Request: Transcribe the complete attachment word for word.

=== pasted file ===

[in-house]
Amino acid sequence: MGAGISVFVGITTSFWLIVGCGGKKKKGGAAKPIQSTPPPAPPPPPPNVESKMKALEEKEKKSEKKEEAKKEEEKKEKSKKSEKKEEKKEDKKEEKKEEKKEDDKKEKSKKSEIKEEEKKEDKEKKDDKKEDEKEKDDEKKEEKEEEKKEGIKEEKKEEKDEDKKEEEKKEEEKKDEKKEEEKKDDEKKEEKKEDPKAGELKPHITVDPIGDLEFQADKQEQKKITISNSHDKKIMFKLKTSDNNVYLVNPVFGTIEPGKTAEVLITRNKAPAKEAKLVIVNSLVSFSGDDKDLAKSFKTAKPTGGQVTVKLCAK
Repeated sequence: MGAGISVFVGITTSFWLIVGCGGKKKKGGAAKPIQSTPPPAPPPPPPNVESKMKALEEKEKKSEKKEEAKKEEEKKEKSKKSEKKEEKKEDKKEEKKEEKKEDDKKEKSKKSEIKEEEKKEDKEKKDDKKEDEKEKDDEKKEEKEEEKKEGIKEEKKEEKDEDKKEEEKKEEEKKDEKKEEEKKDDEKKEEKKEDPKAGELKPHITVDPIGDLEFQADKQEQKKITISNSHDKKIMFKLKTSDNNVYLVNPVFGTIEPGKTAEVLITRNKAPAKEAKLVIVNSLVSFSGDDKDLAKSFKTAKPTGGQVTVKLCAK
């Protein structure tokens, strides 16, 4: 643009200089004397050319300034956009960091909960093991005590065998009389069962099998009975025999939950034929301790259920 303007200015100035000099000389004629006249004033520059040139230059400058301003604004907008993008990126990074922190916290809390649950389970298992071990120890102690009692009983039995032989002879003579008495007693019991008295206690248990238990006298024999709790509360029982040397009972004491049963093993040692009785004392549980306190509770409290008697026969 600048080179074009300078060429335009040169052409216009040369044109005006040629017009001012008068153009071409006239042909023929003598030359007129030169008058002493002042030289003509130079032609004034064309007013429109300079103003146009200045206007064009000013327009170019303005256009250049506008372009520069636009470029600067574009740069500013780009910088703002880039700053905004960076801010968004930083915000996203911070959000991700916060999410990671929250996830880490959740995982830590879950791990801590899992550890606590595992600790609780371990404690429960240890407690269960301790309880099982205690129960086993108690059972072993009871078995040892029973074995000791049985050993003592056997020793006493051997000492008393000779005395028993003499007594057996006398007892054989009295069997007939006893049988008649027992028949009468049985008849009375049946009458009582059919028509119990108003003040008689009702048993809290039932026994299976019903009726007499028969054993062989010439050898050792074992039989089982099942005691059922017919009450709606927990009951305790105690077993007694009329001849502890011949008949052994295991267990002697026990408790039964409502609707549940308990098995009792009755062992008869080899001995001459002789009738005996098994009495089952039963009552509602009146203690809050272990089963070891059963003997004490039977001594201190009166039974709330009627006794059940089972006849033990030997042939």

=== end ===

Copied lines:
[in-house]
Amino acid sequence: MGAGISVFVGITTSFWLIVGCGGKKKKGGAAKPIQSTPPPAPPPPPPNVESKMKALEEKEKKSEKKEEAKKEEEKKEKSKKSEKKEEKKEDKKEEKKEEKKEDDKKEKSKKSEIKEEEKKEDKEKKDDKKEDEKEKDDEKKEEKEEEKKEGIKEEKKEEKDEDKKEEEKKEEEKKDEKKEEEKKDDEKKEEKKEDPKAGELKPHITVDPIGDLEFQADKQEQKKITISNSHDKKIMFKLKTSDNNVYLVNPVFGTIEPGKTAEVLITRNKAPAKEAKLVIVNSLVSFSGDDKDLAKSFKTAKPTGGQVTVKLCAK
Repeated sequence: MGAGISVFVGITTSFWLIVGCGGKKKKGGAAKPIQSTPPPAPPPPPPNVESKMKALEEKEKKSEKKEEAKKEEEKKEKSKKSEKKEEKKEDKKEEKKEEKKEDDKKEKSKKSEIKEEEKKEDKEKKDDKKEDEKEKDDEKKEEKEEEKKEGIKEEKKEEKDEDKKEEEKKEEEKKDEKKEEEKKDDEKKEEKKEDPKAGELKPHITVDPIGDLEFQADKQEQKKITISNSHDKKIMFKLKTSDNNVYLVNPVFGTIEPGKTAEVLITRNKAPAKEAKLVIVNSLVSFSGDDKDLAKSFKTAKPTGGQVTVKLCAK
């Protein structure tokens, strides 16, 4: 643009200089004397050319300034956009960091909960093991005590065998009389069962099998009975025999939950034929301790259920 303007200015100035000099000389004629006249004033520059040139230059400058301003604004907008993008990126990074922190916290809390649950389970298992071990120890102690009692009983039995032989002879003579008495007693019991008295206690248990238990006298024999709790509360029982040397009972004491049963093993040692009785004392549980306190509770409290008697026969 600048080179074009300078060429335009040169052409216009040369044109005006040629017009001012008068153009071409006239042909023929003598030359007129030169008058002493002042030289003509130079032609004034064309007013429109300079103003146009200045206007064009000013327009170019303005256009250049506008372009520069636009470029600067574009740069500013780009910088703002880039700053905004960076801010968004930083915000996203911070959000991700916060999410990671929250996830880490959740995982830590879950791990801590899992550890606590595992600790609780371990404690429960240890407690269960301790309880099982205690129960086993108690059972072993009871078995040892029973074995000791049985050993003592056997020793006493051997000492008393000779005395028993003499007594057996006398007892054989009295069997007939006893049988008649027992028949009468049985008849009375049946009458009582059919028509119990108003003040008689009702048993809290039932026994299976019903009726007499028969054993062989010439050898050792074992039989089982099942005691059922017919009450709606927990009951305790105690077993007694009329001849502890011949008949052994295991267990002697026990408790039964409502609707549940308990098995009792009755062992008869080899001995001459002789009738005996098994009495089952039963009552509602009146203690809050272990089963070891059963003997004490039977001594201190009166039974709330009627006794059940089972006849033990030997042939």